Consistency Pays When Participating in Your 401(k)

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Do you participate in your 401(k) or other workplace retirement plan on a steady, consistent basis — regardless of market volatility or scare headlines?

If you were among those who did that during a five-year period that included the 2008 credit crisis, you were rewarded for your confidence and fortitude.

The average account balance of workers who participated in their plans consistently from year-end 2007 through year-end 2012 increased at a compounded average annual growth rate of 6.8% — despite a 34.7% drop in their average 401(k) account balance during 2008.

That’s according to a study by the Employee Benefit Research Institute and the Investment Company Institute. The report examined the behavior of 24 million 401(k) plan participants and found that a third of them — 8 million people — were consistent participants, meaning they did not reduce their contributions or shift out of stock funds during the five-year period.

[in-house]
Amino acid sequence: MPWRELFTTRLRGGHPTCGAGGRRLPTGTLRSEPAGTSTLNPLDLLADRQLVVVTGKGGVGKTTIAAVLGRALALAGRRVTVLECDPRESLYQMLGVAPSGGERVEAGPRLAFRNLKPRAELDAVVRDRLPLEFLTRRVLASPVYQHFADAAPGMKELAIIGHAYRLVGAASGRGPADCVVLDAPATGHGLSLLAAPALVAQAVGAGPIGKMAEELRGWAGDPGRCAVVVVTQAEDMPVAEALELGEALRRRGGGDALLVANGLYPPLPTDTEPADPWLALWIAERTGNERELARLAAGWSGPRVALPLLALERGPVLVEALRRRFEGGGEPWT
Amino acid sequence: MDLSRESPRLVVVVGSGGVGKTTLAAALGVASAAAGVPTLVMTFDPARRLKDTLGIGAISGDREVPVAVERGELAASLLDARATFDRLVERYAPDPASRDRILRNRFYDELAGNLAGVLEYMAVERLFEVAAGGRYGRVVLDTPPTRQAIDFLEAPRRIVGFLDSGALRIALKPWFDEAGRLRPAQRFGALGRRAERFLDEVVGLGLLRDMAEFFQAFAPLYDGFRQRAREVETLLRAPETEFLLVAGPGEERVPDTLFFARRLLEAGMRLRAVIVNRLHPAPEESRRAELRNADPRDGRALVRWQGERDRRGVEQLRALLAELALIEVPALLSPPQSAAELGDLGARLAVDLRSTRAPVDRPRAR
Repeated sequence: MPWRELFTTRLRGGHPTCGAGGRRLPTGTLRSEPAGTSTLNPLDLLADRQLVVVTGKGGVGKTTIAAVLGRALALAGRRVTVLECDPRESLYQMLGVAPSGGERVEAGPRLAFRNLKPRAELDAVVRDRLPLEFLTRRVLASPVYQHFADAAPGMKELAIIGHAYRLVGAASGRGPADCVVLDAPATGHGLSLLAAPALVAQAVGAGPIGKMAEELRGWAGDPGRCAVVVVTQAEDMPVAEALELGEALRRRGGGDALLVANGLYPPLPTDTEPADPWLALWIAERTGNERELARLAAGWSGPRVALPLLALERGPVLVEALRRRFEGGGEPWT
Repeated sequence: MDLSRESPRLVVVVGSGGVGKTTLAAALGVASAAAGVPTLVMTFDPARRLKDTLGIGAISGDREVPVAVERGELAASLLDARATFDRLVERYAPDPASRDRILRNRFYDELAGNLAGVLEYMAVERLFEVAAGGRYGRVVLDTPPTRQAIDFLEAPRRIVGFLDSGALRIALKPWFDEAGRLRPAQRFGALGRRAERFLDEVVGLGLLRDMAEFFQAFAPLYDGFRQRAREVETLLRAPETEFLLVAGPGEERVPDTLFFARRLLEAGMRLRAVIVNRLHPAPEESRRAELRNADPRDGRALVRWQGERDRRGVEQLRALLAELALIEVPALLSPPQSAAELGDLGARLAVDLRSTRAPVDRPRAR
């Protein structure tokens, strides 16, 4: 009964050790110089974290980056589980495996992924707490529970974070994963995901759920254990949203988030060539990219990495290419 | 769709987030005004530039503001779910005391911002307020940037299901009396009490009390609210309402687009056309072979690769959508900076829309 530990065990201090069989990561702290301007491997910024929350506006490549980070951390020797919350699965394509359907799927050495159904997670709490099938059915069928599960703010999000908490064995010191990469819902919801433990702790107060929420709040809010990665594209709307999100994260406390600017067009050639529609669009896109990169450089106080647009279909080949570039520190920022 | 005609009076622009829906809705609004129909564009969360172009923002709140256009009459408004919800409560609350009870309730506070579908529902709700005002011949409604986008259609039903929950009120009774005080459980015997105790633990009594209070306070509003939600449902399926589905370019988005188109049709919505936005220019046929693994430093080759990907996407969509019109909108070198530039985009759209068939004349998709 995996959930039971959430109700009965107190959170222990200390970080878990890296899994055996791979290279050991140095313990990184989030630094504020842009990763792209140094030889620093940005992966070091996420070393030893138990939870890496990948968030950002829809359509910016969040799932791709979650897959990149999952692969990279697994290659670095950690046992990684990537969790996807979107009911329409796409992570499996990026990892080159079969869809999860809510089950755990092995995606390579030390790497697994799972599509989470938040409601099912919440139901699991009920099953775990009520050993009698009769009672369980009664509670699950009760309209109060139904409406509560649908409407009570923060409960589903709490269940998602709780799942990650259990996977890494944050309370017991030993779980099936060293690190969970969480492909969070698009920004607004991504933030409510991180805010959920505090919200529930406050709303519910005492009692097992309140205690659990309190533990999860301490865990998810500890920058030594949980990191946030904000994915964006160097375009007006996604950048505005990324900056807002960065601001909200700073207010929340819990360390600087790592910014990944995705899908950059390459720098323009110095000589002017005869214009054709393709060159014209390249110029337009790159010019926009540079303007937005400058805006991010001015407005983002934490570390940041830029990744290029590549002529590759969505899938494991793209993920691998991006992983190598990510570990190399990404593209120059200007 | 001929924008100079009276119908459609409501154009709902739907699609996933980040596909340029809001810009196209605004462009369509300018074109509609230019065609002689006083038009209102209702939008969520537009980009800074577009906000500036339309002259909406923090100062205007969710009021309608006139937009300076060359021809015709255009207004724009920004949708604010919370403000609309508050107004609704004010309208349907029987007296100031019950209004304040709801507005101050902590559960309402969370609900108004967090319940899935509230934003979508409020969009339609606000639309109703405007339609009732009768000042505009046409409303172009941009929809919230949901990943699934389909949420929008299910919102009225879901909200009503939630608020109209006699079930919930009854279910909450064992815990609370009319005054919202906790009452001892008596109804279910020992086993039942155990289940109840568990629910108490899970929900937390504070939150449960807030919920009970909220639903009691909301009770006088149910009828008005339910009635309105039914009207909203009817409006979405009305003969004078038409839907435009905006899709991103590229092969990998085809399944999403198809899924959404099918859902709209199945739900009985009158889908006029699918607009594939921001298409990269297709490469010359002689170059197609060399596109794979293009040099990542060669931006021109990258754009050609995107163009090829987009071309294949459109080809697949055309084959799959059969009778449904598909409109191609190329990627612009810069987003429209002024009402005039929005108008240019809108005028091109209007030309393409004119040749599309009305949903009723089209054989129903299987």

By year-end 2012, according to the study, the average account balance of the consistent participants was 67% higher than the average balance of all participants, and the consistent group’s median balance grew 11.9% per year over the period — nearly three times the average for all participants.

These findings match the results of two similar studies by Fidelity, the nation’s largest 401(k) provider, released in 2013.

One of the Fidelity studies found that the average 401(k) balance reached a record high at the end of 2012, noting that about two-thirds of the jump in value came from market increases. Thus, as important as it was that you kept contributing, it was even more important that you stayed invested in the first place.

The second Fidelity study focused on workers who stayed with the same company over the previous 10 years and made no changes from 2008 through 2012; in other words, they stayed with the same investments. What happened to their account values? They quadrupled. The average account balance for those workers jumped 324% over the decade, from $47,100 to $199,800. During the same decade, the S&P 500 index rose only 62%.

The secret to their success: dollar cost averaging. By buying in 2008 and 2009 when many others were selling, they bought more shares with each dollar — and when those shares rose in value, their account values rose exponentially.

That’s why it’s so important to stay invested and keep investing — never selling in a panic because of media headlines, temporary market volatility, or what your co-worker or neighbor might be doing.

Originally published in Inside Personal Finance August 2015

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